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pybal's "can-depool" logic only takes downServers into account
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Description

When a server is detected as down, PyBal tries to depool it. Before doing so however, PyBal checks whether the operation can be performed. Every service has a configurable depool-threshold limiting the number of servers that can be depooled. The current "can-depool" logic looks like this:

return len(self.servers) - len(downServers) >= len(self.servers) * self.lvsservice.getDepoolThreshold()

If the above condition is true, the server can be depooled. However, the logic currently only takes servers marked as "down" into account, failing to consider servers administratively disabled.

Let's consider the following scenario:

depool-threshold0.5
total-servers4
down-servers0
disabled-servers2

In the given situation, canDepool currently returns true (4 - 0 >= 4 * 0.5), allowing the depool operation to proceed and leaving the service with only one pooled server. In this scenario we want instead to have a minimum of 2 servers always enabled and pooled. To enforce such constraint, the logic needs to be changed as follows:

return len(self.servers) - len(downServers) - len(disabledServers) >= len(self.servers) * self.lvsservice.getDepoolThreshold()

Event Timeline

ema created this task.Jan 11 2018, 1:18 PM
Restricted Application added a subscriber: Aklapper. · View Herald TranscriptJan 11 2018, 1:18 PM
ema triaged this task as High priority.Jan 11 2018, 1:19 PM
ema added a subscriber: fgiunchedi.
ema edited projects, added Pybal; removed Puppet.Jan 11 2018, 2:03 PM
ema moved this task from Backlog to In Progress on the Pybal board.Jan 11 2018, 3:11 PM

Change 403677 had a related patch set uploaded (by Ema; owner: Ema):
[operations/debs/pybal@master] Use pooled-and-up servers in can-depool logic

https://gerrit.wikimedia.org/r/403677

Joe added a subscriber: Joe.Jan 12 2018, 10:03 AM

I don't think this is entirely correct.

Pybal has 3 states:

  1. enabled/disabled: the logical state in etcd, so pooled=yes or pooled=no; servers with pooled=inactive are removed from pybal completely
  2. up/down: the state according to pybal's monitoring
  3. pooled/not pooled: the status of the server in the ipvs pool

So the problem is that what we want to achieve is "have at least N% of servers in the pool serving traffic", thus we're interested in the pooled/depooled state, not in the up/down state. So when we want to depool a server, either logically or because of monitoring, we should first check that we have enough pooled servers to be able to depool the current machine.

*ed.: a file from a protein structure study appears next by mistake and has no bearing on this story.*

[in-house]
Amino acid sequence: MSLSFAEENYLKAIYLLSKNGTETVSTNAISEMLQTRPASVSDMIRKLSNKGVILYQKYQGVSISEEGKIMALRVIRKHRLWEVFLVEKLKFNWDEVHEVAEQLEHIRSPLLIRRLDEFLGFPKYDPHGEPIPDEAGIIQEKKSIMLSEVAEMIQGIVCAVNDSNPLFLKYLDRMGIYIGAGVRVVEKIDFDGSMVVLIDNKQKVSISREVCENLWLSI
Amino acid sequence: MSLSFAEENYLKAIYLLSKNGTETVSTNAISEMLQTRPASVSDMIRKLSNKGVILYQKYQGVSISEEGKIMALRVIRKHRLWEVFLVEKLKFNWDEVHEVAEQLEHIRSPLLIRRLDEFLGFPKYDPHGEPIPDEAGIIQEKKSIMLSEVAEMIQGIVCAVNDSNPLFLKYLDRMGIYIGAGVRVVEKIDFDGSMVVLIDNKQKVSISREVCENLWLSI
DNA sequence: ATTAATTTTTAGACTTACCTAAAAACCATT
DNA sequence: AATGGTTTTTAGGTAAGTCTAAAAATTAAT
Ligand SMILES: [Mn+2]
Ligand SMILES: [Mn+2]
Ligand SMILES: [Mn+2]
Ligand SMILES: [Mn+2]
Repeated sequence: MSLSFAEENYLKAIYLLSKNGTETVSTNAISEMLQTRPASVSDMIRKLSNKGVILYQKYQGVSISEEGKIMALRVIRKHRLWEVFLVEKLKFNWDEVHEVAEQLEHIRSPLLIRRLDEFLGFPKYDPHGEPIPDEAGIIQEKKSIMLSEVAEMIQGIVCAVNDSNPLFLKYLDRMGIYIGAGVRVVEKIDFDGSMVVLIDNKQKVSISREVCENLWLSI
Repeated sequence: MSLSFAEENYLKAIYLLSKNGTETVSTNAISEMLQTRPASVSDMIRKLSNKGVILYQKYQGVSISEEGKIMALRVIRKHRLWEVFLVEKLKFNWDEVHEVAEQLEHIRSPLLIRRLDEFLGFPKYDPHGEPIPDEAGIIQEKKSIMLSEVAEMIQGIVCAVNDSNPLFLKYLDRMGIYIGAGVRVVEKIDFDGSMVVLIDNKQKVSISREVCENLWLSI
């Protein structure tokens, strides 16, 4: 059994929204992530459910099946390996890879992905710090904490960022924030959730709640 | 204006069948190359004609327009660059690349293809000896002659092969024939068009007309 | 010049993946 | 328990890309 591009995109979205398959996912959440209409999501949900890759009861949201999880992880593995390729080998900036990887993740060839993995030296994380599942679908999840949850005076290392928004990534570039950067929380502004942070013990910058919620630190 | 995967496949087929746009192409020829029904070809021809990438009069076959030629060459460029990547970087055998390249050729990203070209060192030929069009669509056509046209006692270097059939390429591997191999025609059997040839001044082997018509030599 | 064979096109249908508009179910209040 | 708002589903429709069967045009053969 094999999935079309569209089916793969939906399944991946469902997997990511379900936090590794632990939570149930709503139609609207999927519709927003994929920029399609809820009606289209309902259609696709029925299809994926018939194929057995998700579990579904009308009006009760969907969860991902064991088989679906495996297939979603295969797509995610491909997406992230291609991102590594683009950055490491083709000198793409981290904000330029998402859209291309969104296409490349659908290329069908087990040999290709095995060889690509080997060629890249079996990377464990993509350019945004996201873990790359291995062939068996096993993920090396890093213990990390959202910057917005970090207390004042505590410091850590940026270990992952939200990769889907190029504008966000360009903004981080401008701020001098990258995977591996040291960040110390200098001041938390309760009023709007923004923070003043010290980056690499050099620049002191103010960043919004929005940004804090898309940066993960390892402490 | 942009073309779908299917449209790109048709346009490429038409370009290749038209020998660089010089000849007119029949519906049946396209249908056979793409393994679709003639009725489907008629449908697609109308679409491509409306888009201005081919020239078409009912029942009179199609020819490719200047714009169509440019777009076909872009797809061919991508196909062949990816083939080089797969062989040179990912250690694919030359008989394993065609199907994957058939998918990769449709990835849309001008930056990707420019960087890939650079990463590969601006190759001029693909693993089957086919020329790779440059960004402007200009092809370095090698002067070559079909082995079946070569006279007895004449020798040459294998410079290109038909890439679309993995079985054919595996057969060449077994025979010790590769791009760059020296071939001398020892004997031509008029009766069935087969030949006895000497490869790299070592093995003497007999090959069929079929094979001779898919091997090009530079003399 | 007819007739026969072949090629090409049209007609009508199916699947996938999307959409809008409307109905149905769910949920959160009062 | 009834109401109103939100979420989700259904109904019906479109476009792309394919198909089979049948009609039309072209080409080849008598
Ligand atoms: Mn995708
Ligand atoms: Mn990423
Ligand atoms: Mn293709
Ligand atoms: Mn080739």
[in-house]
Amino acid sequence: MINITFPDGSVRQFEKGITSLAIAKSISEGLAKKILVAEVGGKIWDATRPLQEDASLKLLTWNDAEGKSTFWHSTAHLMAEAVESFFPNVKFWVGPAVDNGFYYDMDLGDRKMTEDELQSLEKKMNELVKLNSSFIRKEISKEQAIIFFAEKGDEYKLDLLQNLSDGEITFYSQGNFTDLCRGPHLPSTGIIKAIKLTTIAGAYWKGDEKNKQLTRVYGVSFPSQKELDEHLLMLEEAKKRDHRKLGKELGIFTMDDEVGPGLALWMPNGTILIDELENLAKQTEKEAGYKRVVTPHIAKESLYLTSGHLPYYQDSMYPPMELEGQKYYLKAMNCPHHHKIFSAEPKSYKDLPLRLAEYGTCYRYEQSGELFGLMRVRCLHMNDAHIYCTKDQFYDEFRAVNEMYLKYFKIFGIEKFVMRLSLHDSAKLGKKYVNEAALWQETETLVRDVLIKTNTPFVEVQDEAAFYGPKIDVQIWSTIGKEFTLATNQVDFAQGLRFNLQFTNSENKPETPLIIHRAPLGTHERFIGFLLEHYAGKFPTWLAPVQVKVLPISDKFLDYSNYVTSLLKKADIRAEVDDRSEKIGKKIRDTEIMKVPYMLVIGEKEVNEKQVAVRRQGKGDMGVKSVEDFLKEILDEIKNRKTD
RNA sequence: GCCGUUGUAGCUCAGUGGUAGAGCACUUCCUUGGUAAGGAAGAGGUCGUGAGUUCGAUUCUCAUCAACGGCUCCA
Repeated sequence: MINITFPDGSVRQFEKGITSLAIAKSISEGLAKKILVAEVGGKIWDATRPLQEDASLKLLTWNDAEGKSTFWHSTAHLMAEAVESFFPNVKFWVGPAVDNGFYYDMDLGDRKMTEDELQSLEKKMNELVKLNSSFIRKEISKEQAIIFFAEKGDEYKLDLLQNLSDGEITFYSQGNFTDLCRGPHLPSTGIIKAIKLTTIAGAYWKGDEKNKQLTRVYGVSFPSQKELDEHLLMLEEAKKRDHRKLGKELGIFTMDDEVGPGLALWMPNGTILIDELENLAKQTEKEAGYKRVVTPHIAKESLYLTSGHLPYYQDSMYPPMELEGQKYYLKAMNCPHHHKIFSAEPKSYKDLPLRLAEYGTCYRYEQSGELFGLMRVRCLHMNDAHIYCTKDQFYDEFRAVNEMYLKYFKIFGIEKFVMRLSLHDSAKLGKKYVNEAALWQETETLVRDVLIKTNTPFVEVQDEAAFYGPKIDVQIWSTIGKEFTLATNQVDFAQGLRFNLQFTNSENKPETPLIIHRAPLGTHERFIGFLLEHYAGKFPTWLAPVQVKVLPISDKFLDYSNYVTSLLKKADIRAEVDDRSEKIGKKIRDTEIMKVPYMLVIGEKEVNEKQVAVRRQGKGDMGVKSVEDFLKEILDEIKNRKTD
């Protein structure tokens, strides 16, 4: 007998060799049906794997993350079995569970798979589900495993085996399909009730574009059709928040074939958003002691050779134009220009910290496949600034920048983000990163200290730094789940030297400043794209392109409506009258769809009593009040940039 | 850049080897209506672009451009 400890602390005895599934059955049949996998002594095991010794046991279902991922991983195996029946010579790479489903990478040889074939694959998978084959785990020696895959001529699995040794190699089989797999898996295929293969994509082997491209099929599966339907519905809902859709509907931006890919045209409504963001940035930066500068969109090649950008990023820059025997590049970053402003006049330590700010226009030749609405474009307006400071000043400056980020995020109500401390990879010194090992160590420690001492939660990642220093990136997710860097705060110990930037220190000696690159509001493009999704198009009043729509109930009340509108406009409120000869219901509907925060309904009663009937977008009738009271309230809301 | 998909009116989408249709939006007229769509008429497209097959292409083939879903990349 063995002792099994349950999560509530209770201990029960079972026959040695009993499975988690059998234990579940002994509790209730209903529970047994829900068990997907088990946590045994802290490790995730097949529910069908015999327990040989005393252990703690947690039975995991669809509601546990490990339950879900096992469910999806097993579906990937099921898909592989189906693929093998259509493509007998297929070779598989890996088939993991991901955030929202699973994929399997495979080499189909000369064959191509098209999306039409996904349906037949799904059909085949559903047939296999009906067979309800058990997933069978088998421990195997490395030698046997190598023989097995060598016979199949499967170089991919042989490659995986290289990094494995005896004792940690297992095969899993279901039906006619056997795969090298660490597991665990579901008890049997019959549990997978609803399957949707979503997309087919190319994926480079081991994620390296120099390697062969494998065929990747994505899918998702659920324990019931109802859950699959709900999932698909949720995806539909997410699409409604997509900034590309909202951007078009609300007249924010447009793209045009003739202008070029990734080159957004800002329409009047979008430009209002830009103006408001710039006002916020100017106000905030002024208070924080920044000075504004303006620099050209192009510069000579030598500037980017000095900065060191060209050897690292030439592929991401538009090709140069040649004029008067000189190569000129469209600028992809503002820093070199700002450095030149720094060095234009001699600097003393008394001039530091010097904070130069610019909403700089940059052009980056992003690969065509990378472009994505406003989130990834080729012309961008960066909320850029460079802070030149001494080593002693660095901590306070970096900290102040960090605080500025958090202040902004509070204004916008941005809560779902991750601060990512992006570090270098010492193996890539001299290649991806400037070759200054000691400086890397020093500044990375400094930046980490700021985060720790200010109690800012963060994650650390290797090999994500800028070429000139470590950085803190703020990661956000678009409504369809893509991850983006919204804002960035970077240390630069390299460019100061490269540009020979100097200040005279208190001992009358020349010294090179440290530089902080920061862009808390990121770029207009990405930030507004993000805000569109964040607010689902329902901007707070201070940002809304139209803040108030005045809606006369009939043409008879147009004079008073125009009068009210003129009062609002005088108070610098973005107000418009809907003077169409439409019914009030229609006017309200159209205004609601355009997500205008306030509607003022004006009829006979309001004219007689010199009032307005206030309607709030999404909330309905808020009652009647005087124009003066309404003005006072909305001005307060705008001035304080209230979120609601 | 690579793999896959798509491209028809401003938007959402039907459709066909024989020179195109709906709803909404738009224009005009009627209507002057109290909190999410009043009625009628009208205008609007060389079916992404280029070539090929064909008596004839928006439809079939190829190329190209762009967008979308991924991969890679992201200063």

The problem is tricky to tackle, though, in the case we're depooling logically a server in a pool and one server that went down prevents it from being depooled - will pybal later recheck and depool it? I'm not sure.

ema added a comment.Jan 12 2018, 11:18 AM

pooled/not pooled: the status of the server in the ipvs pool

As we've found out today, pooled is actually defined as enabled and up. This should translate to "pooled in ipvs", but there's no guarantee about that.

ema moved this task from Triage to LoadBalancer on the Traffic board.Jan 15 2018, 10:16 AM

Change 403677 merged by Ema:
[operations/debs/pybal@master] Use up-and-enabled servers in can-depool logic

https://gerrit.wikimedia.org/r/403677

Change 404680 had a related patch set uploaded (by Ema; owner: Ema):
[operations/debs/pybal@1.14] Use up-and-enabled servers in can-depool logic

https://gerrit.wikimedia.org/r/404680

Change 404680 merged by Ema:
[operations/debs/pybal@1.14] Use up-and-enabled servers in can-depool logic

https://gerrit.wikimedia.org/r/404680

Mentioned in SAL (#wikimedia-operations) [2018-01-17T16:52:43Z] <ema> upgrade secondary LVSs to pybal 1.13.4 T184715, T184721

Mentioned in SAL (#wikimedia-operations) [2018-01-17T17:06:10Z] <ema> upgrade pybal on primary LVSs to 1.14.3 T184715, T184721

ema closed this task as Resolved.Jan 17 2018, 5:20 PM
ema claimed this task.
Aklapper assigned this task to ema.Jun 15 2018, 1:07 PM
Joe reopened this task as Open.Jun 27 2018, 1:57 PM
mark added a subscriber: mark.Jun 27 2018, 1:58 PM
Vgutierrez added a comment.EditedJul 4 2018, 4:43 PM

the incident described in https://wikitech.wikimedia.org/wiki/Incident_documentation/20180626-LoadBalancers is not related to a bug in the canDepool logic itself, but with the fact that canDepool() is not being checked when a new configuration is received through EtcdConfigurationObserver.

these are the steps done when a new configuration is received by EtcdConfigurationObserver:

  1. EtcdConfigurationObserver calls coordinator.onConfigUpdate() and handles the newConfig to the coordinator